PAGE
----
La Rioja (ree-oh-haa) is located in North Central Spain, just an hour’s drive south of Bilbao.

It is Spain’s second smallest region (5,000 km2) and its most prestigious wine area. The total population is 316,000 residents.

La Rioja is in the Ebro River Valley. The river actually works as a natural border with the provinces of Basque Country and Navarra to the north. It served as a frontier between kingdoms over the centuries.

La Rioja region within Spain map


First things first.

We’d like to point out that “La Rioja” and “Rioja” are two different things: one is the province and the other is the wine appellation.

La Rioja province map

La Rioja region geographical map

La Rioja province

La Rioja (with article La) refers to the province and it’s the administrative region.

The La Rioja province is one of the 17 autonomous communities Spain is divided into.

The Ebro River flows from northwest to southeast. One of it’s 7 tributaries -Oja river- gives name to the region (the Spanish for river is río: Río Oja = Rioja)

The neighbouring provinces are the Basque Country and Navarra to the north, Navarra and Zaragoza to the east, Castilla y León to the south and west.

DOCa Rioja map

DOCa Rioja regional map

DOCa Rioja

Rioja (with no article) refers to the wine appellation.

Rioja is Spain’s premier wine region and the oldest Designation of Origin in Spain (1925).

It was also the first Designation of Origin in Spain to earn Calificada status (1991), which is the highest within the Spanish wine classification system.

Therefore Rioja wines belong to the Denominación de Origen Calificada, aka DOC Rioja or DOCa Rioja. So when wine specialists talk about Rioja they refer to the DOCa Rioja.

This top DOCa label means the highest quality standards from vine to bottle. Actually they are the strictest regulations of any wine region in the world.

If you compare the DOCa Rioja map (red) with the map of the province above, you’ll see that the wine producing area corresponds to the half-north part of the province.

Only the northern part of the La Rioja region is suitable for growing grapes though, as the southern part is very mountanous and too cold, and thus the grapes wouldn’t ripe evenly -the further you drive to the south, the higher in altitude you climb.

The DOCa Rioja

Now that we know the difference, let’s go deeper into detail about the wine appellation itself, the DOCa Rioja (Denominación de Origen Calificada Rioja in Spanish).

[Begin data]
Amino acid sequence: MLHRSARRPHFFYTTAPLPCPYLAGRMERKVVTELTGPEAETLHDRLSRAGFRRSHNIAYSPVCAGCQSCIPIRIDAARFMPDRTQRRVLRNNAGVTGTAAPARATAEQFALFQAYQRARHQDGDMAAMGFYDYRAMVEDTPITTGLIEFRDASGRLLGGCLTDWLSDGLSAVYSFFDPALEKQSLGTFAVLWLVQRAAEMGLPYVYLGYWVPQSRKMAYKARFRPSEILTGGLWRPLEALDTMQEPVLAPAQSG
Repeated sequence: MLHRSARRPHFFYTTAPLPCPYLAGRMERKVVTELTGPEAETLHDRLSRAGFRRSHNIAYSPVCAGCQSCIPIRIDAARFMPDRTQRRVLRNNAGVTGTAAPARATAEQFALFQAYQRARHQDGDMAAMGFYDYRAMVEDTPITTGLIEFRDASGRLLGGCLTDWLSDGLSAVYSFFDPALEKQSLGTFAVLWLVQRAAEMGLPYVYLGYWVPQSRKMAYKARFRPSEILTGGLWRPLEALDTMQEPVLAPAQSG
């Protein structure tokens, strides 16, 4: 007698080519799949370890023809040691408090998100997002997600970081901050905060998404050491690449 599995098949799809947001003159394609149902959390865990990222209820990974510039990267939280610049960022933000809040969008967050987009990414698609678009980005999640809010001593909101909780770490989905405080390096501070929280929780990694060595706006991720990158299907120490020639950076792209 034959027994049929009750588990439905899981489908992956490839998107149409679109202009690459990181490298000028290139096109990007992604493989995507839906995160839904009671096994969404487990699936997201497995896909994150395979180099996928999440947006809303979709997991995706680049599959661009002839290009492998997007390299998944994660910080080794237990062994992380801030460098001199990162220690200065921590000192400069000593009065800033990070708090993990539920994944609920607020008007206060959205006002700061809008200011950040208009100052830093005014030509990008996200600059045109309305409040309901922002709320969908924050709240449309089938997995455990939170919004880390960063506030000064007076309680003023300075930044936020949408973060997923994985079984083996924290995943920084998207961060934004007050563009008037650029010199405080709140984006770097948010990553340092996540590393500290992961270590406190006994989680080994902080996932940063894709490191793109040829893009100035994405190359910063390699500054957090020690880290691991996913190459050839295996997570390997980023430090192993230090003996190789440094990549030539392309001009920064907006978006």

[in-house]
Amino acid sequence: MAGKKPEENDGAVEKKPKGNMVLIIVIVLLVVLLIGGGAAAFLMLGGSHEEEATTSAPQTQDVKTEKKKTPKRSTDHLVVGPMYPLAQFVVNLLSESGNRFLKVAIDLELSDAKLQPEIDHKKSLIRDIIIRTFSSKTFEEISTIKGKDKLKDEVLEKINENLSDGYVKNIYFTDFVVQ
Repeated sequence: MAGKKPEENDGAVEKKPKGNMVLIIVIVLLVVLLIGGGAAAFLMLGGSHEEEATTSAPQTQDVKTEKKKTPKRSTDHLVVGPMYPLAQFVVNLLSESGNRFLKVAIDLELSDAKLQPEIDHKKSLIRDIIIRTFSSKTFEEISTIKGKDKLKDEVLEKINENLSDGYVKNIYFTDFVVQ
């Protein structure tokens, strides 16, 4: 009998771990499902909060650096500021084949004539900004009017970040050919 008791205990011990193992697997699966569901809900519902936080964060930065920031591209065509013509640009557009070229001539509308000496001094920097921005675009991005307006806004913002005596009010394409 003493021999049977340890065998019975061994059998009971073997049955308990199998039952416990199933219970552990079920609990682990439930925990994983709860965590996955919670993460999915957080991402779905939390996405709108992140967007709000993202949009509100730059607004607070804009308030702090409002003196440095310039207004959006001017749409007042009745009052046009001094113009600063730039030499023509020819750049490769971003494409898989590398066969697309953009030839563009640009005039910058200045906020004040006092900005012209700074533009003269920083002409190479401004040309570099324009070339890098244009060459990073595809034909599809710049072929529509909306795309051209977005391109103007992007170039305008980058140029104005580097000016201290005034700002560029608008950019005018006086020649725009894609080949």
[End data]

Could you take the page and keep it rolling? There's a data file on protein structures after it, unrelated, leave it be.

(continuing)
At the top of Spanish wine classification system

As we said, DOCa is at the top of the Spanish wine classification system. It’s the cream of the crop. It’s equivalent to Italy’s DOCG classification if that helps.

It’s very strictly regulated. Most of the wine lovers that take a Rioja wine tour with us are surprised when they learn about the regulations here in Rioja.

The specifications establish absolutely everything: the production area boundaries, the maximum allowable yields (one of the world’s lowest), the authorised grape varieties, the approved vinification practices, the ageing techniques and barrel size, the bottling requirements -you need to bottle on source- and many other aspects.


It covers +65,000 ha.

The grape production area covered by the DOCa Rioja is a natural region on both sides of the Ebro river bounded by geographical features.

To give you an idea of the size of the valley, it is 100km (62mi) lengthwise from northwest to southeast and 40km (25mi) in width from north to south.

3 sub-areas division

The Designation is divided into three sub-areas from west to east according to location, climate and soil composition:

The 3 sub-areas

3 subareas DOCa RIOJA

Rioja Alta (yellow). 27,347 ha

Northwest, Atlantic climate, mostly right bank of the river.

It features clay-limestone, clay-ferrous and alluvial soils.

Rioja Alavesa (orange). 13,389 ha

Northwest, Atlantic climate, left bank of the river.

Small-sized vineyards located on terraces and gentle slopes, with clay-calcareous soils. It is the smallest of the three areas.

Rioja Oriental (pink). 24,590 ha

Southeast, mediterranean climate, warmer and drier, mostly right bank of the river.

Clay-ferrous soils and a higher ratio of alluvial soils than in the other two areas. It was formerly called Rioja Baja.